Americans are taking more prescription drugs and using them longer than ever before, according to a new study.
The first study to estimate the lifetime burden of prescription drugs in the United States predicts that children born in 2019 will spend half their lives taking certain medications prescribed by their doctors.
The study was conducted by sociologist Jessica Ho from Pennsylvania State University and was based on data from 1996 to 2019, taken from an annual, longitudinal national survey of drug use every year. year in America.
“This article is not trying to say whether prescription drug use is good or bad,” Ho said. “Clearly, they have made a difference in the treatment of many conditions, but there are growing concerns about how much treatment is too much.”
The findings show a sharp increase in prescription drug use among both sexes, nearly every age group, and all races considered, but especially among older White women.
“The proportion of Americans’ lives spent using large amounts of drugs at one time is substantial and has increased dramatically over time,” Ho wrote.
“These trends may be related to a number of factors, including the increasing burden of obesity, longer survival with chronic diseases, and increased treatment of high blood pressure and cholesterol.”
But it’s also true that life expectancy in America has generally increased over time. Ho believes that the influence of the pharmaceutical industry and current culture as well as the limitations of the health system also play important roles in the rise of prescription drugs.
In 1996, Ho’s research showed that no man of any age was likely to use five or more drugs for more than a third of his remaining life.
By 2019, men And Women over 50 can expect to take five or more medications for about half of their remaining lives.
For older men born in later years, prescriptions for high blood pressure medications increased “a lot,” nearly doubling during the study period. For women, the biggest increase in prescriptions was for antidepressants.
Ho writes: “A baby girl born in 1996 could expect to be on antidepressants for 5.55 years; By 2019, this number had more than doubled to 12.52 years.
At all ages, women were found to use more drugs and for longer than men.
For example, the average male baby born in 2019 could have been on prescription drugs for 37 years of his life in Ho’s study.
By comparison, a baby girl born in 2019 is expected to take prescription drugs for 48 years of her life.
Part of the difference is that women live longer than men and are prescribed drugs much earlier. For example, only by age 40 do half of all men use prescription drugs. Women reach that milestone at age 15.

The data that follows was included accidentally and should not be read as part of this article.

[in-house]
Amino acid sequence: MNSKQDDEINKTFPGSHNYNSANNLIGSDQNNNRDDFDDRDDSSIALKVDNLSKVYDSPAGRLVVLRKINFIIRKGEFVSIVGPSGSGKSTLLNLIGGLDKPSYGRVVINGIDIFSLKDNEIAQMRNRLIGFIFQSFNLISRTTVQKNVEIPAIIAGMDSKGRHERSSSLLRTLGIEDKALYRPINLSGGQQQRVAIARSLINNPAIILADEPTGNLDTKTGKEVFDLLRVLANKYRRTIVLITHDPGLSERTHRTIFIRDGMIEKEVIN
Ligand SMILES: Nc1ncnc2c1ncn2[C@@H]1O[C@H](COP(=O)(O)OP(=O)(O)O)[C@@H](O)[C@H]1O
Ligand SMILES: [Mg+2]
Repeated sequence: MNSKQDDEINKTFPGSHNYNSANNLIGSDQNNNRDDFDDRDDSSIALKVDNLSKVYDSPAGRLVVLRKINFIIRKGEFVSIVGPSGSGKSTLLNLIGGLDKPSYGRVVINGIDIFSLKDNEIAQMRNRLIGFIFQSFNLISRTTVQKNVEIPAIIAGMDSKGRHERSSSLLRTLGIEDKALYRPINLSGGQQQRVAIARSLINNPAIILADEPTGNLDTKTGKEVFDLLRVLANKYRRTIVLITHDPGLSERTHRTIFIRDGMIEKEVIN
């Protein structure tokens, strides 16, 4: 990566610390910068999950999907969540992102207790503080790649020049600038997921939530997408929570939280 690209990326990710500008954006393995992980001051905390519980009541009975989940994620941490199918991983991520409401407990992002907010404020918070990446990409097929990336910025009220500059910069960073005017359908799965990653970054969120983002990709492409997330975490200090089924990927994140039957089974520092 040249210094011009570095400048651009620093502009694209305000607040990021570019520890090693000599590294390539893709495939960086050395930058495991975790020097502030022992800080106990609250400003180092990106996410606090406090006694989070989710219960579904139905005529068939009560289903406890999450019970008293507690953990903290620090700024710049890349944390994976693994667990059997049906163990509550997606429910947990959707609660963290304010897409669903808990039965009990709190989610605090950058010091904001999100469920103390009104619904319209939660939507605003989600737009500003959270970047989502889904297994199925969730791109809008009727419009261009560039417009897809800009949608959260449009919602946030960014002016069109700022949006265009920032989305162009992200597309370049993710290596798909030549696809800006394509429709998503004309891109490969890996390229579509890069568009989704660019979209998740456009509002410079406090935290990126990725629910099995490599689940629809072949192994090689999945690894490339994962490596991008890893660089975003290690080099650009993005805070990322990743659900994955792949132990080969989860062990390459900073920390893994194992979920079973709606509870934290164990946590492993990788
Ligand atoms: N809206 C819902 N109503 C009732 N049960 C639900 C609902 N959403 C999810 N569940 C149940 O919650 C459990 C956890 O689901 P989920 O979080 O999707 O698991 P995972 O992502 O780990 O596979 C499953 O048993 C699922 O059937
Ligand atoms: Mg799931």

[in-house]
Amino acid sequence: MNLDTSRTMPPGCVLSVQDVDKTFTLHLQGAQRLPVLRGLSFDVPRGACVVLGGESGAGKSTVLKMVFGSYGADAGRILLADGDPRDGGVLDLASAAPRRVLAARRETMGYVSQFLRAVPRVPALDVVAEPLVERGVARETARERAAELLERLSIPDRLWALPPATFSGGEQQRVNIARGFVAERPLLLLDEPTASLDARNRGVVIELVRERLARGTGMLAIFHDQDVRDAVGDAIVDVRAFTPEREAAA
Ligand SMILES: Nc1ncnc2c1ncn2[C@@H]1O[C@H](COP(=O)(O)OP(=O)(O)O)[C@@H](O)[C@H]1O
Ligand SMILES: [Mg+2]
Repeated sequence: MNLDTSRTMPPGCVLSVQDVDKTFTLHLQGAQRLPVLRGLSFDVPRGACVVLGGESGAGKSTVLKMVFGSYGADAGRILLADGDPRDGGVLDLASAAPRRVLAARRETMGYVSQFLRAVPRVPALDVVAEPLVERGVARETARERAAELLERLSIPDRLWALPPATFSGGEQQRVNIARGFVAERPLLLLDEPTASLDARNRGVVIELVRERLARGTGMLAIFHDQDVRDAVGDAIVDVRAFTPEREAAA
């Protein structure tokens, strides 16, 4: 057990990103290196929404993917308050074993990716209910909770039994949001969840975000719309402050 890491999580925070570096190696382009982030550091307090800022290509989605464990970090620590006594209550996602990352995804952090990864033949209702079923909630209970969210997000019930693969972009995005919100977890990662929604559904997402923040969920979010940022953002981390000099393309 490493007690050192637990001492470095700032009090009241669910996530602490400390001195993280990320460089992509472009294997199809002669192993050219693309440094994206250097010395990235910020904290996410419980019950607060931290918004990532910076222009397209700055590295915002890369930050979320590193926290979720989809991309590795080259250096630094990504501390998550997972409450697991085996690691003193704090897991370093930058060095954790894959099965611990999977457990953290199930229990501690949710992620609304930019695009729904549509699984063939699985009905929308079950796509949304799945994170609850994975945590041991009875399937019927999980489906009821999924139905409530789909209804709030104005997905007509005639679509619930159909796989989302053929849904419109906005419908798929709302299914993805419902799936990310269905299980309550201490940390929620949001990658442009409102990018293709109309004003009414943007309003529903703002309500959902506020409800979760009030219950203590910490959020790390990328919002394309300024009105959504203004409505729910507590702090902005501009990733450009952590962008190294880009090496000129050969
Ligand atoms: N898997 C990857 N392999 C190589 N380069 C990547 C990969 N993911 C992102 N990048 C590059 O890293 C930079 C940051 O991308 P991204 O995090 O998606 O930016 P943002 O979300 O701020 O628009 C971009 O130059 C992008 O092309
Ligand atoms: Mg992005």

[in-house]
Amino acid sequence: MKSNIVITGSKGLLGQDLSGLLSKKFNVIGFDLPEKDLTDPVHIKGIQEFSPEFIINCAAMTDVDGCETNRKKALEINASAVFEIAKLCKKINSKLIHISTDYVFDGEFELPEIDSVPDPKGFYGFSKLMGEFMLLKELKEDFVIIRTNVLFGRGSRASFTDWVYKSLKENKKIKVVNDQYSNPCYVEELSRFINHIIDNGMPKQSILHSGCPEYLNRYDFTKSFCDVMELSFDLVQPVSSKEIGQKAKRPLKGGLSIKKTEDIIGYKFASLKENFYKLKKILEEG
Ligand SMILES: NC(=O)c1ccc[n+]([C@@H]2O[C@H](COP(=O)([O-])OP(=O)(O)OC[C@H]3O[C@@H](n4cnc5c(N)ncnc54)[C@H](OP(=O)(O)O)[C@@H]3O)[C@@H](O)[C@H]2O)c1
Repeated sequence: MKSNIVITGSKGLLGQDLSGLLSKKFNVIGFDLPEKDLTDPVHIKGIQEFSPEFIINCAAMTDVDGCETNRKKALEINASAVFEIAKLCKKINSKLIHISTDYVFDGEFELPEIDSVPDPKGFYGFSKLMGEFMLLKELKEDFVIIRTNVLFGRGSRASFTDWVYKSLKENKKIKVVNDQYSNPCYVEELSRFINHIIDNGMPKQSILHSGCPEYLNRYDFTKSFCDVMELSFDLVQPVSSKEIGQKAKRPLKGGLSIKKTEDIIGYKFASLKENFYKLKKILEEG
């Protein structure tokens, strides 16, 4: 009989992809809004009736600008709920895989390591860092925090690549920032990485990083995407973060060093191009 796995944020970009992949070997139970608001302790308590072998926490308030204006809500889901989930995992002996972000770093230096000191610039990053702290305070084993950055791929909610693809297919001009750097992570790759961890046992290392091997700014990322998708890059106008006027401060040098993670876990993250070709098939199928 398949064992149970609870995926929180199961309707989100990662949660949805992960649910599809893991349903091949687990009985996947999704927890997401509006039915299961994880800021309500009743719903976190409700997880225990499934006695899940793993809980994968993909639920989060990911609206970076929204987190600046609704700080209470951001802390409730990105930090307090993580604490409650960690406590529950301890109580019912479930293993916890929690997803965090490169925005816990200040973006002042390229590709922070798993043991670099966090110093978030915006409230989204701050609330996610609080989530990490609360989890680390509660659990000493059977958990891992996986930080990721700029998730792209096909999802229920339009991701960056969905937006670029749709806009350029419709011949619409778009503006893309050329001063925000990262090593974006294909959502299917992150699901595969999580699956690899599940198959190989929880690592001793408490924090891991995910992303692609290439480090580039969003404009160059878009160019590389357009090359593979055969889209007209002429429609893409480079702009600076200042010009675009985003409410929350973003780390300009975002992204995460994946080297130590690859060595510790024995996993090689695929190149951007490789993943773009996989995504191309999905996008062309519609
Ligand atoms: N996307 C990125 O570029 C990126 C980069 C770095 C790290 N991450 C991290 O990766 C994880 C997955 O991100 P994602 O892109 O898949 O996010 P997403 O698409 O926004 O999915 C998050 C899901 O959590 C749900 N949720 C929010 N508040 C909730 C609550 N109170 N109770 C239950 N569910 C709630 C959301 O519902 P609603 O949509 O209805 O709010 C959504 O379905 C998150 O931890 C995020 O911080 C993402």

“Gender differences in drug use are multifaceted and related to many factors, including the fact that contraceptives are still primarily aimed at women,” Ho writes.
Compared with Whites, Ho found that Blacks and Hispanics go longer in their lives without taking any prescription drugs.
Since these groups also have higher mortality rates than Whites, the difference may be due to inequities in medical care.
But while it’s true that many prescription drugs can help control disease and improve health and longevity, more drugs are not necessarily better. A “cure-all pill” can come with some serious unintended downsides.
The more medications a person takes, the greater the risk of negative side effects and interactions, leading to an increased risk of falls, cognitive problems, and death.
Each year in the US, about 1.3 million emergency department visits are due to medication side effects, primarily from blood thinners, diabetes medications, heart medications, anti-seizure medications, and opioid pain relievers. .
In fact, prescription drugs are the leading cause of death in healthcare systems worldwide, not just in the US.
The United Nations has warned that each year, medication errors related to prescribing, distribution, administration and monitoring cost the world $42 billion.
Older adults are especially vulnerable to the negative effects of medications because not only do they take more medications in general, but they are also more likely to forget when and how to take them.
‘Prescribing’ unnecessary drugs in a supervised setting could improve quality of life and ease the financial burden for millions of patients, although scientists are still studying how to do it that safely and effectively.
“Americans are taking statins, antihypertensives, and antidepressants for most of their lives,” Ho wrote.
“However, for a phenomenon that occurs across much of life and has enormous potential to influence health, happiness and other outcomes, it is surprisingly understudied. “
From now on, Ho says it’s essential that we study how high and sustained levels of prescription drugs, taken over years to decades, actually affect mental health and well-being. How long does it take?
The study was published on Demographic.
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